Lessons from A Modern Family of Introverts

Lessons from A Modern Family of Introverts October 8, 2015

When I say I have no social skills, I mean I lack the flexibility to take part in the Kadesh Operations – the ad hoc alliances, the raids and counter-raids — involved in carving out and holding a place among a large number of fellow humans. In company, I isolate myself until I decide, abruptly and unilaterally, to assert myself. To extend the analogy, I operate like a rogue state under a delusional tyrant, Amin’s Uganda denationalizing Indians.

Pope Francis has never come right out and said so, but I would bet he sees this kind of autarkic willfulness as a disease of the age. For a remedy, he’d prescribe reversion to the kind of pre-industrial family where grandmother grinds up poultices in calabashes to soothe uncle’s syphilis gummata while the householding couple and their kids man looms and cure hams in the next room. Without contesting the general drift of this thinking, I will say that growing up in a very modern family helped me to master the dying arts of tact and respect for personal space.

For 11 long years, my mother and I shared a one-bedroom apartment in the East Eighties. If its floor space exceeded the average clochan’s or yurt’s, the difference wasn’t huge. Had either of us been a gadabout, we could have split it in the manner of a time-share condo. No such luck – both of us being indoor cats, we had no choice but to divide the place into spheres of influence. Mine comprised the bedroom; hers included the living room and kitchenette. The bathroom, located off a narrow hallway joining the two, was no-man’s land.

Despite our efforts, the intimacy was absolute and suffocating. I can remember hearing, through closed doors, the sound of her turning the pages of Finnegan’s Wake and The Feminine Mystique. Heaven knows the poor woman must have heard a lot more from the Voltron gang and the Cartwright Brothers than she ever wanted to. From her sighs, I felt her frustrations with her manuscripts. From my belches, she could guess at my eating habits.

To some readers, our incursions into one another’s headspace will sound like nothing more or less than the stuff of normal family life. Figure in the fact that my mother was often obliged to use her living space as a work space, and the arrangement starts to resemble a throwback to Ye Olde Village. Indeed, the sound of her IBM Selectric III typewriter can’t have chattered any louder in my ears than mameh’s or mam’s butter churn thudded in my ancestors’.

But my mother and I were introverts, a distinctly modern type, with distinctly modern expectations regarding privacy. With no very effective boundaries between public and private spheres occurring naturally, we had to no choice but to create them. This feat taxed our imaginations and forced us to develop our sense of give and take.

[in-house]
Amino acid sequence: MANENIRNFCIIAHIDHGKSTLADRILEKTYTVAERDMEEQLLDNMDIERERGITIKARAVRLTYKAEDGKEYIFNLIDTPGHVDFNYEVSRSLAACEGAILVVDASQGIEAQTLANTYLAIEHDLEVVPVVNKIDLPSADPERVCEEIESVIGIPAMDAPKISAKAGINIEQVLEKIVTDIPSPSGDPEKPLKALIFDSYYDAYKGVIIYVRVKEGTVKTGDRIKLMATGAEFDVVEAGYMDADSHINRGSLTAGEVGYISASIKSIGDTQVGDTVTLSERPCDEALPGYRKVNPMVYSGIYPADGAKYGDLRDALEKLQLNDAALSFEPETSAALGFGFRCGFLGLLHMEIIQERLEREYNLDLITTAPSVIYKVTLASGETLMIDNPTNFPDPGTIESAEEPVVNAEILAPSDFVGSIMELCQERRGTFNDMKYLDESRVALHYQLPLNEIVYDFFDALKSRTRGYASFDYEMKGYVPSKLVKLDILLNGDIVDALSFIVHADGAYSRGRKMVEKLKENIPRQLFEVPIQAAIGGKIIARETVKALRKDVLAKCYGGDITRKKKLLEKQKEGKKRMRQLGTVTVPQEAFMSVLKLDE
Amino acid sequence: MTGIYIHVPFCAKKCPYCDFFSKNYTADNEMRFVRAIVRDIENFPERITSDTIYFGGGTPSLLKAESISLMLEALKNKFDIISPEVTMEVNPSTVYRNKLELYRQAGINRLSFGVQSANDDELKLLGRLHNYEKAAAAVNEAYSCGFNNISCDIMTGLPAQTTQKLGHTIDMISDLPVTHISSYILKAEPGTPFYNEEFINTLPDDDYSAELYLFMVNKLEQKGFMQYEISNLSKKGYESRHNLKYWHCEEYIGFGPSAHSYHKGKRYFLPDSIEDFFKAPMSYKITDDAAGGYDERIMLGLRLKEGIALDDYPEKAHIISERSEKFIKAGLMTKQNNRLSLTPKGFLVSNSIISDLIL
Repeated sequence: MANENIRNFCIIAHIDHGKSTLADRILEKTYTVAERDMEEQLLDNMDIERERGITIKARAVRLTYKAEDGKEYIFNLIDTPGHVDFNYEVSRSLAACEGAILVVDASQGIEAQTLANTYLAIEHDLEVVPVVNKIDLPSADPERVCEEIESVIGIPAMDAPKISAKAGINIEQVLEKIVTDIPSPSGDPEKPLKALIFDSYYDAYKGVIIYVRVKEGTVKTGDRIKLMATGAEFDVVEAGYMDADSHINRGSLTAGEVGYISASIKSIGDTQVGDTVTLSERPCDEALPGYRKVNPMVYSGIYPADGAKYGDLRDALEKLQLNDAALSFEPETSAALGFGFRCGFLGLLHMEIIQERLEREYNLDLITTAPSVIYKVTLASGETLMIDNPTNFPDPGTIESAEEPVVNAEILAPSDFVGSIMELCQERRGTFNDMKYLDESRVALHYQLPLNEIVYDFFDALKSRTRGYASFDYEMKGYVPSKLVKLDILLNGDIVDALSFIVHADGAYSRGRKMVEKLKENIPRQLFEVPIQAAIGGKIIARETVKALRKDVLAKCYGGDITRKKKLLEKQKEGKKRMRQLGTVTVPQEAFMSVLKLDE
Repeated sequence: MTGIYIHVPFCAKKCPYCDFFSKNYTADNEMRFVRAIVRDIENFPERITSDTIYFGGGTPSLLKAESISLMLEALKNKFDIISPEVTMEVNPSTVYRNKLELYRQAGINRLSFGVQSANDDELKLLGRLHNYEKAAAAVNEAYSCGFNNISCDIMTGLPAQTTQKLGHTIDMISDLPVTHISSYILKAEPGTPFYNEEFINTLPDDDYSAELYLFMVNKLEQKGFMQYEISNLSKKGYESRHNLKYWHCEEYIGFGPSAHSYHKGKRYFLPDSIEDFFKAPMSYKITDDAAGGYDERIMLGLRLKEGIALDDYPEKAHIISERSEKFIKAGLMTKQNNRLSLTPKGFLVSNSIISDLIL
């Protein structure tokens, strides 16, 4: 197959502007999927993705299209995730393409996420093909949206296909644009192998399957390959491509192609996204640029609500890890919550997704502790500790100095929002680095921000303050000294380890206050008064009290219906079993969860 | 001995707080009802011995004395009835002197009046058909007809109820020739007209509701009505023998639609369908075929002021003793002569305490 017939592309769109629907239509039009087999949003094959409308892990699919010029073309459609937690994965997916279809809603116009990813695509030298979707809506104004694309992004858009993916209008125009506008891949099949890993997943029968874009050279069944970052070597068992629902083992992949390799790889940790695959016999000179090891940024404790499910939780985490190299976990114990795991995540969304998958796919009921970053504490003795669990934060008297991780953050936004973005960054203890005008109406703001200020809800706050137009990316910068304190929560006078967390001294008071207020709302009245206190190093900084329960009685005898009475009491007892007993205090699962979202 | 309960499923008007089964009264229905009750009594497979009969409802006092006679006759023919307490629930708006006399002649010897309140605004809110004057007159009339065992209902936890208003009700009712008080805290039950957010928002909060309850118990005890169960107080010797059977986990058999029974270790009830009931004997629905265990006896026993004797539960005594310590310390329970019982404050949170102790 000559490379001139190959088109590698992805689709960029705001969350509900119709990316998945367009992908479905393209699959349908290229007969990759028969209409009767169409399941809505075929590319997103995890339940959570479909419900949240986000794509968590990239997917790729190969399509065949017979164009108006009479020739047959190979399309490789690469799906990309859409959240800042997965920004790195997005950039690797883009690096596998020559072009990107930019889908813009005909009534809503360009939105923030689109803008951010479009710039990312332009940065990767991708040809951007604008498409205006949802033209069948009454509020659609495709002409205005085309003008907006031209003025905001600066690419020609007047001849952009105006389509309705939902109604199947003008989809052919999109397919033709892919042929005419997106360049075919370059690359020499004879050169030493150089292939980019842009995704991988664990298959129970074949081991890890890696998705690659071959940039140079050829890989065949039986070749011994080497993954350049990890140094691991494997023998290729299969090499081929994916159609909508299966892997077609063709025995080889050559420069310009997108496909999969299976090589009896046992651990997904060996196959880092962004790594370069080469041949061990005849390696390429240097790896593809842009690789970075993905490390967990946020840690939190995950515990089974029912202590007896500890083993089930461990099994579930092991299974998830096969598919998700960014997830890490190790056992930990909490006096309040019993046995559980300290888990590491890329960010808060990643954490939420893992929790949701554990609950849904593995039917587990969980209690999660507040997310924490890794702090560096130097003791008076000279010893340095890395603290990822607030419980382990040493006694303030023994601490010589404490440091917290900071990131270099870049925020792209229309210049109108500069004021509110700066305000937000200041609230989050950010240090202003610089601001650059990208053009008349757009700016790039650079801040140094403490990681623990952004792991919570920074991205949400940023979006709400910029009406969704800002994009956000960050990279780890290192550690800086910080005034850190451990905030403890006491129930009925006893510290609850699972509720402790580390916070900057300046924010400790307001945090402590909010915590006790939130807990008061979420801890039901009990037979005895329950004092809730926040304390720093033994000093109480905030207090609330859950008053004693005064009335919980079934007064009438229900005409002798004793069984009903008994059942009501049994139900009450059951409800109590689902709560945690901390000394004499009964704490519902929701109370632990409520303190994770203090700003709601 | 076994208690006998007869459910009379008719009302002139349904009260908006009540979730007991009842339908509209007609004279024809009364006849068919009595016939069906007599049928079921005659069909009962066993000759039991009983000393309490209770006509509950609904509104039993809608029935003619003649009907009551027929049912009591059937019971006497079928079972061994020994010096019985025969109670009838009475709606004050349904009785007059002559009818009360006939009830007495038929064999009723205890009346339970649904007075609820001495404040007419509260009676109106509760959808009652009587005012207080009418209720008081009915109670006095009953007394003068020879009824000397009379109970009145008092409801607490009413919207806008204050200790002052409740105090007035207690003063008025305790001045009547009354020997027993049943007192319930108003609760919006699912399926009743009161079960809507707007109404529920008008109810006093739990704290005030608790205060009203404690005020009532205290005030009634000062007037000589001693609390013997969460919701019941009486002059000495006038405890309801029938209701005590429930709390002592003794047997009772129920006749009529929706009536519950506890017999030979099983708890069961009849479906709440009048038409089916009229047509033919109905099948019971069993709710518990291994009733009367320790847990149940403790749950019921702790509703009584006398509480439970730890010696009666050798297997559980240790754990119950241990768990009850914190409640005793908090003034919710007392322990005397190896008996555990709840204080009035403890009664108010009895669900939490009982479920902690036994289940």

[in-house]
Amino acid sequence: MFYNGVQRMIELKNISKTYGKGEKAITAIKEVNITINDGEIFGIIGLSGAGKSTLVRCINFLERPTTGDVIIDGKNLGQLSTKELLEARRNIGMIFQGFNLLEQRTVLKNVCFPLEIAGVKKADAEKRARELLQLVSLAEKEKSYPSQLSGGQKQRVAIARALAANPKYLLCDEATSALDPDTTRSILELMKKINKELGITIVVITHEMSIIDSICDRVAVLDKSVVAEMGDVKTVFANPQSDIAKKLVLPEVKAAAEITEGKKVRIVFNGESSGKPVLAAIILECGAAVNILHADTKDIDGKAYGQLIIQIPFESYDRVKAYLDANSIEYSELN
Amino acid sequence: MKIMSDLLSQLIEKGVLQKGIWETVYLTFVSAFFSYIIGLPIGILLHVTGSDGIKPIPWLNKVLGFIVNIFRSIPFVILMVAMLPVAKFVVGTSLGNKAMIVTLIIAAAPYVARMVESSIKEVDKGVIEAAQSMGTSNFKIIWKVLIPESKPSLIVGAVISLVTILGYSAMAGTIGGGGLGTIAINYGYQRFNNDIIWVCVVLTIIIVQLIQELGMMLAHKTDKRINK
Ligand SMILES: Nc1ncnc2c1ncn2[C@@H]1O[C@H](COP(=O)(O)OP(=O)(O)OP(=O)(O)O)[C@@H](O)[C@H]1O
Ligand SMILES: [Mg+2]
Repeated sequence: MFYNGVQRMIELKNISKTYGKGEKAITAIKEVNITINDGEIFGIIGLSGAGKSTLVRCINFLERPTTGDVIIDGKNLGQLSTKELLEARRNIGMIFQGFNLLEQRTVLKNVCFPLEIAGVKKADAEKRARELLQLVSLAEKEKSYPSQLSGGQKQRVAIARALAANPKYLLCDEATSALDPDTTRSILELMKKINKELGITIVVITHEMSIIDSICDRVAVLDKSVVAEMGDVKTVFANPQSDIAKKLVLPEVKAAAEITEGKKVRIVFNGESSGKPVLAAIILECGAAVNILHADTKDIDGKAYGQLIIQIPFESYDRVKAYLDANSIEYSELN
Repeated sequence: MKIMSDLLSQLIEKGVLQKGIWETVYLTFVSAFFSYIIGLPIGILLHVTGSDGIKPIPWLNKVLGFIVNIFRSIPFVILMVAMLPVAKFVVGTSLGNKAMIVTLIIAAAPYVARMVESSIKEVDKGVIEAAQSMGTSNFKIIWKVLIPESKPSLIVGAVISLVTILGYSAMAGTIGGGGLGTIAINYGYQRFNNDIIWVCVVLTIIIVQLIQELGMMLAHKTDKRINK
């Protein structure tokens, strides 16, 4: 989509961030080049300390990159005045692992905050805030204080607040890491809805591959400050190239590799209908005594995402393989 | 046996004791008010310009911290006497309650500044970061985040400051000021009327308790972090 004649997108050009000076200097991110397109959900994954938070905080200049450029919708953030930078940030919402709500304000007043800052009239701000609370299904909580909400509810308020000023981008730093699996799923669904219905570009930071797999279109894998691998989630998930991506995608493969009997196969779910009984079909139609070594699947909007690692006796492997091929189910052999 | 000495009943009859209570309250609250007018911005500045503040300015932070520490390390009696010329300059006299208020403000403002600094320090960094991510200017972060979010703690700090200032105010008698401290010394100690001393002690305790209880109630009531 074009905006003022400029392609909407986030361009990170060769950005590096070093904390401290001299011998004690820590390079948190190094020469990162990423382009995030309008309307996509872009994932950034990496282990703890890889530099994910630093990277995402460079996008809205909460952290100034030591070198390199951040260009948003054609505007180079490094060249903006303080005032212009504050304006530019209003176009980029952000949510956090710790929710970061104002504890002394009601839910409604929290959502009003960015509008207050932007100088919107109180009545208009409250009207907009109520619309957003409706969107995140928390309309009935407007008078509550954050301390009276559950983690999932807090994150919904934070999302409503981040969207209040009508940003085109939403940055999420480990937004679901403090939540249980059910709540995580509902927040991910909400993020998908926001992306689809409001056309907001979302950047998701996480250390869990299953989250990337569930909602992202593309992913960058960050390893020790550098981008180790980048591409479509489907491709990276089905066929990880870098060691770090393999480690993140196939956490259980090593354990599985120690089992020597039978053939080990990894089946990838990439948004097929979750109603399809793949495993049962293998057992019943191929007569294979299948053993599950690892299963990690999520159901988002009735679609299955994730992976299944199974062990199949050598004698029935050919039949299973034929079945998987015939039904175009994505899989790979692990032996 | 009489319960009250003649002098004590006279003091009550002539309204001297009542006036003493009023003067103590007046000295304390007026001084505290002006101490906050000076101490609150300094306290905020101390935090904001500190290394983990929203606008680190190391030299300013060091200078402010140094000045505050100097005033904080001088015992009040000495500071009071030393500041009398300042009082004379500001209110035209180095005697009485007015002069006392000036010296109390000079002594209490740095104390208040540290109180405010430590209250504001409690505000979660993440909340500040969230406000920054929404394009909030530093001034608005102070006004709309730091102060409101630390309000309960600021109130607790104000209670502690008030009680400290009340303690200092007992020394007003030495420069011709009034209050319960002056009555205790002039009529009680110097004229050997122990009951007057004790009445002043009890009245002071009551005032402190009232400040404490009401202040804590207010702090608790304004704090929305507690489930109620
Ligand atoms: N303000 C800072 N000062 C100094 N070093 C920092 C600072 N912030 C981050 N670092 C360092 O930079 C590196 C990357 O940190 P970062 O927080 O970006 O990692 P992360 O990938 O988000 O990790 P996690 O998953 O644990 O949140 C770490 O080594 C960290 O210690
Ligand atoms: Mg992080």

We began by imposing rules as intricate as an ancient kingdom’s unwritten constitution. My mother’s modesty would not suffer the sight of me wrapped in a towel, so when shower time came, I entered and exited the bathroom fully clothed. Because she was a light sleeper, and because the refrigerator stood about six feet from the edge of her bed, I was barred from eating after ten in the evening. For my part, I could not bear for her to set eyes on my living quarters. Considering my mother kept her clothes in my closet, this was an extravagant demand, but she managed to meet it by entering my room – after knocking and receiving permission – with her eyes covered.

Beyond this, the two of us perfected a kind of selective inattention – an unspoken, only half-conscious refusal to notice the things that would tend to embarrass the other. I can remember turning up the A-Team very loudly when she fought, at length, with her boyfriend over the telephone. In my teen years, I filled at least a ream of yellow legal pads with Henry Miller-ish scenes that, I trust, my mother has never seen, though they lay in plain sight next to the TV. Reading of their existence now will probably shock her out of her chair.

The rest of the world doesn’t work with anything like the same delicacy or sense of reciprocity. The will to power prevails, as I learned during my first semester at ASU, when my roommate moved his townie girlfriend into our dorm room. I made no protest, assuming they’d reward my generosity by confining their trysts to reasonable hours. Instead, the two rutted like stoats late into the nights before my first two sociology exams, causing me to sleep through them. When I complained, they pointed out that I was a slob, beaming with the certainty that they’d seized the moral high ground.

Again, hearing the pope praise the family as a cure for loneliness reinforces my sense that the family I had is not the family I am supposed to have had. There should have been more of us, and we should have been engaged in cooperative enterprises – beating out laundry on rocks, delousing one another by hand, bringing in the sheaves. Against this ideal, my mother’s and my jealousy over boundaries looks neurotic and the consideration we showed it, bourgeois.

But I also wonder how many of today’s problems our fastidiousness might be able to solve. Would people ask so many microaggressive questions if they understood ethnic background to constitute a form of personal space that doesn’t bear reckless intrusion. How many guys could have escaped the label of creep by learning to view their own company the way Samuel Beckett viewed every word: as an unnecessary stain on silence and nothingness.

If families cure loneliness, they also teach us to cherish every minute of solitude. Imagine what would happen to social media if that meme took off.


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